Last night, the most-viewed story on the L.A. Times web site was a hand-wringer about those Rightwing Extremists.
Titled Right-wing extremists seen as a threat, the deck headline reads: “A Homeland Security report says right-wing groups are on the rise because of fears about Obama and the recession.” And the story opens:
The economic downturn and the election of the nation’s first black president are contributing to a resurgence of right-wing extremist groups, which had been on the wane since the Oklahoma City bombing in 1995, according to a U.S. intelligence assessment distributed to state and local authorities last week.
The report, produced by the Department of Homeland Security, has triggered a backlash among conservatives because it also raised the specter that disgruntled veterans returning from the wars in Iraq and Afghanistan might “boost the capabilities of extremists . . . to carry out violence.”
That’s not the only reason, L.A. Times!
Also very problematic is the fact that the report specifically lists certain conservative beliefs as characteristic of extremism groups, warning of groups that “reject federal authority in favor of state or local authority” or “groups and individuals that are dedicated to a single issue, such as opposition to abortion or immigration.” The report at the end promises to monitor such worrisome possible thoughtcrimes:
DHS/I&A will be working with its state and local partners over the next several months to ascertain with greater regional specificity the rise in rightwing extremist activity in the United States, with a particular emphasis on the political, economic, and social factors that drive rightwing extremist radicalization.
Ed Morrissey reports that Mississippi Rep. Bennie G. Thompson
wants an explanation of what “activities” Napolitano has planned with law enforcement officials to monitor legitimate public political activity, as promised at the end of the DHS report. He called himself “particularly struck” by this statement. And well he might; it promises to have government treat political discourse as a subversive activity.
Were the politics flipped, you would almost certainly see an article from the L.A. Times warning of the dangers of government seemingly pledging to monitor people with disturbing political beliefs. Yet this is not even mentioned as a possibly objectionable aspect of the report! Instead, the article plays up the angle that those damn rightwing extremists are becoming really worrisome, calling the report “the first high-level U.S. intelligence report to call attention to an array of recent domestic developments as potential harbingers of terrorist violence.”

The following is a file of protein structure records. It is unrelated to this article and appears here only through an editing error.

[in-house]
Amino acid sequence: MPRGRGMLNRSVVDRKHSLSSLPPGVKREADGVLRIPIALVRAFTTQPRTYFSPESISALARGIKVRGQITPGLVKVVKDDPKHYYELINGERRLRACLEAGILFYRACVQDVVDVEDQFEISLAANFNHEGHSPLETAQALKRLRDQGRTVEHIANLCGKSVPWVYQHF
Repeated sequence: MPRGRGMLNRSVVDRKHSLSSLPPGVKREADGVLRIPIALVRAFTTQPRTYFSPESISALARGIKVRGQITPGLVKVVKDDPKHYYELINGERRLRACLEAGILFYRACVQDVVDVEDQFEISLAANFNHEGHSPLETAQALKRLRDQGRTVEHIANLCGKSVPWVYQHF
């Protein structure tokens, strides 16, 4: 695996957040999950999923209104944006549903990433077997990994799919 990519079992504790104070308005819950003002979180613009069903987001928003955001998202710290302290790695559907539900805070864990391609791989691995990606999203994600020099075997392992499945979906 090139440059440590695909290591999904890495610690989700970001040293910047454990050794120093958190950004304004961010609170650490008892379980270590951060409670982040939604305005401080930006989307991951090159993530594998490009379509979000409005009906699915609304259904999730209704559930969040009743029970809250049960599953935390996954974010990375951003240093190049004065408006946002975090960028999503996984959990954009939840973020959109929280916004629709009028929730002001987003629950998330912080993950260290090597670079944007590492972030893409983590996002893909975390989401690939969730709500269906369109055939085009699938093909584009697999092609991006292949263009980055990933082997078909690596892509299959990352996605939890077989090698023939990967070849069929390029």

Saved for the 24th paragraph is the fact that there was a similar report in January about leftwing extremists — and even then, it is cited only as evidence that the government is being evenhanded. Which, by the way, is not true, as that report is nowhere near as politically charged as the one about “rightwing extremism,” which (unlike the one about leftwing extremism) focuses on standard beliefs as evidence of extremism.
And if the leftwing extremism report really was the analogue to this one, then where was the L.A. Times report about it?
P.S. Meanwhile, at UNC Chapel-Hill, Tom Tancredo, a man who has is virtually “dedicated to a single issue” (namely, that red-flag issue of “immigration”) tried to make a speech — but was shouted down by the voices of moderation, who disrupted his speech, broke a window, and chanted “We know where you sleep at night!”
I feel pretty confident that this episode will end up as part of a hefty government document on left-wing extremism that will be breathlessly reported in the L.A. Times.